Latin for “to stand by things decided.” Stare decisis is essentially the doctrine of precedent. Courts cite to stare decisis when an issue has been previously brought to the court and a ruling already issued. Generally, courts will adhere to the previous ruling, though this is not universally true. See, e.g., Planned Parenthood of Southeastern Pennsylvania v. Casey, 505 US 833 (1992). See also Jurisprudence.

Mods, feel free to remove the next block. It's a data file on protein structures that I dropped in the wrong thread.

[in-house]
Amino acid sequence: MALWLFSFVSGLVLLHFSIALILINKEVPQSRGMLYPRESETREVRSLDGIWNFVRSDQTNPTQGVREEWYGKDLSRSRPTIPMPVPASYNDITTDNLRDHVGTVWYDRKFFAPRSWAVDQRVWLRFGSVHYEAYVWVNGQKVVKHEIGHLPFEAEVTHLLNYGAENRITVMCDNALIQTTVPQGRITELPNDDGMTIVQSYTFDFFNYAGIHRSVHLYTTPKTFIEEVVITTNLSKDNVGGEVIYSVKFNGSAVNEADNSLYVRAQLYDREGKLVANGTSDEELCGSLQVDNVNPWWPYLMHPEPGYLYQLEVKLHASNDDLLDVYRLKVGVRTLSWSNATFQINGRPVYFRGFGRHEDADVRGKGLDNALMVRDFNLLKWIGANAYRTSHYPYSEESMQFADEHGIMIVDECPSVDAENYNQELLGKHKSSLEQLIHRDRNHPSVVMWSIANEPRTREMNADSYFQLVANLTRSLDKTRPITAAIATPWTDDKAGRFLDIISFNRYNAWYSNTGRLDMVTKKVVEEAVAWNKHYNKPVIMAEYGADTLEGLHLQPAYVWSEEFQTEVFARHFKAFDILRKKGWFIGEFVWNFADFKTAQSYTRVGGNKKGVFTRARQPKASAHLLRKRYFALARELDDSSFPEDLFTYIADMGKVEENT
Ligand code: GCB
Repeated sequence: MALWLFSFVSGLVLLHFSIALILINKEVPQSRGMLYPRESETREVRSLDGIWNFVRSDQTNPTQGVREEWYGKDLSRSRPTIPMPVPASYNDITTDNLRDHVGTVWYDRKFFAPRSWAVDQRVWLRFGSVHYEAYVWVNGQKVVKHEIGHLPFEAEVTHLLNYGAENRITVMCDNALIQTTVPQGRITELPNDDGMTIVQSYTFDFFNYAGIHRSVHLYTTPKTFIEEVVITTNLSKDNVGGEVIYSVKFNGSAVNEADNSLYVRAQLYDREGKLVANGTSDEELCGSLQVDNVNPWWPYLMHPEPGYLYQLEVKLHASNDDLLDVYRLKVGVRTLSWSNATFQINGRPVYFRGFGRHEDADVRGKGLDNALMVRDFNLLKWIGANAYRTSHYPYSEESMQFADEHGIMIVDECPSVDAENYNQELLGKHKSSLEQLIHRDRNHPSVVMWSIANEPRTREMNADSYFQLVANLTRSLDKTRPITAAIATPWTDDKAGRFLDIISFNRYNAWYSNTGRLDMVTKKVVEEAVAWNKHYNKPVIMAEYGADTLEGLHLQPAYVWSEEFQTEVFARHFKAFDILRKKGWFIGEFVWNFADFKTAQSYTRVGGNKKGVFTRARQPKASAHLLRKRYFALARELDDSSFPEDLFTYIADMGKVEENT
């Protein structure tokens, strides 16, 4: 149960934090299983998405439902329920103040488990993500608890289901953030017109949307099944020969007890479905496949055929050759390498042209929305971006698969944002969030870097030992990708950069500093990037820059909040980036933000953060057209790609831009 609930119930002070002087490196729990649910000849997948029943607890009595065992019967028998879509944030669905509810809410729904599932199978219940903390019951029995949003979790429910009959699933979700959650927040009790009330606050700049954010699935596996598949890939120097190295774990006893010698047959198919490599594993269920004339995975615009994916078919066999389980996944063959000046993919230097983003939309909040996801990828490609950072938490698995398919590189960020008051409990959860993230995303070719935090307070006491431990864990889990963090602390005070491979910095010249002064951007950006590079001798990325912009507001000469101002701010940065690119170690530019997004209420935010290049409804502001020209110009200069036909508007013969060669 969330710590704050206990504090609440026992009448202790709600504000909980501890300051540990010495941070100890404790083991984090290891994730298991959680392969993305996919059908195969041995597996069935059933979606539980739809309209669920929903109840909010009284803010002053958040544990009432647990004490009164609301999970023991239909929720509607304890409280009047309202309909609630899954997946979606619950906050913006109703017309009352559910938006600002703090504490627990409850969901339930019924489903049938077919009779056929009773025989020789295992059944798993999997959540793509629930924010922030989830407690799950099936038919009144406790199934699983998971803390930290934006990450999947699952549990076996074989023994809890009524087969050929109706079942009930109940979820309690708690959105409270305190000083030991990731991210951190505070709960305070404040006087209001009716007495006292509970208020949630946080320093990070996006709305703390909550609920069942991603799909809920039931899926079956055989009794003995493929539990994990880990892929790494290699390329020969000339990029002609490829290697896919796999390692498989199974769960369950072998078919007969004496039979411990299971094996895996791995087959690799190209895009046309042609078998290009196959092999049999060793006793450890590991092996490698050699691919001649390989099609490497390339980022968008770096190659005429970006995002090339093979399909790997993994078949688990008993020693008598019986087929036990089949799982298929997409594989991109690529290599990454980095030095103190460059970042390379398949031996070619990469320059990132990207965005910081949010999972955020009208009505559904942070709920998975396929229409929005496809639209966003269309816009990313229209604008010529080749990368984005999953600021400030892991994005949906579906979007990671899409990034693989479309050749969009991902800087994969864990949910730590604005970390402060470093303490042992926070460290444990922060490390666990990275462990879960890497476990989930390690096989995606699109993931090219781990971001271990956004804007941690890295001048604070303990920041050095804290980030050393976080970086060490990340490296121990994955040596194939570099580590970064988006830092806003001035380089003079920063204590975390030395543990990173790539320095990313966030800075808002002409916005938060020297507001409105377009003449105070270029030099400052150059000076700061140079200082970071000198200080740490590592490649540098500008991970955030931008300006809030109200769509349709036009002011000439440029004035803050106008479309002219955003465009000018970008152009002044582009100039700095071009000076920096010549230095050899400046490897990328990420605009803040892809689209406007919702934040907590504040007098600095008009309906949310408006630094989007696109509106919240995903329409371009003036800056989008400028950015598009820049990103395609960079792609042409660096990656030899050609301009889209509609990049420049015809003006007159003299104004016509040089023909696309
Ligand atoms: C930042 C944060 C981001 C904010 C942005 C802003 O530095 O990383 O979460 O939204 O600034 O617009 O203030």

The findings of a new Cornell study challenge the widely held belief that open access academic articles — those published free online — get cited more often in academic literature. The study concluded that open access publishing reaches more readers than subscription publishing, but found no evidence of a citation advantage the first year after publication. The findings are particularly relevant to academic researchers, because the frequency with which a researcher’s work is cited can be a factor in tenure and promotion decisions.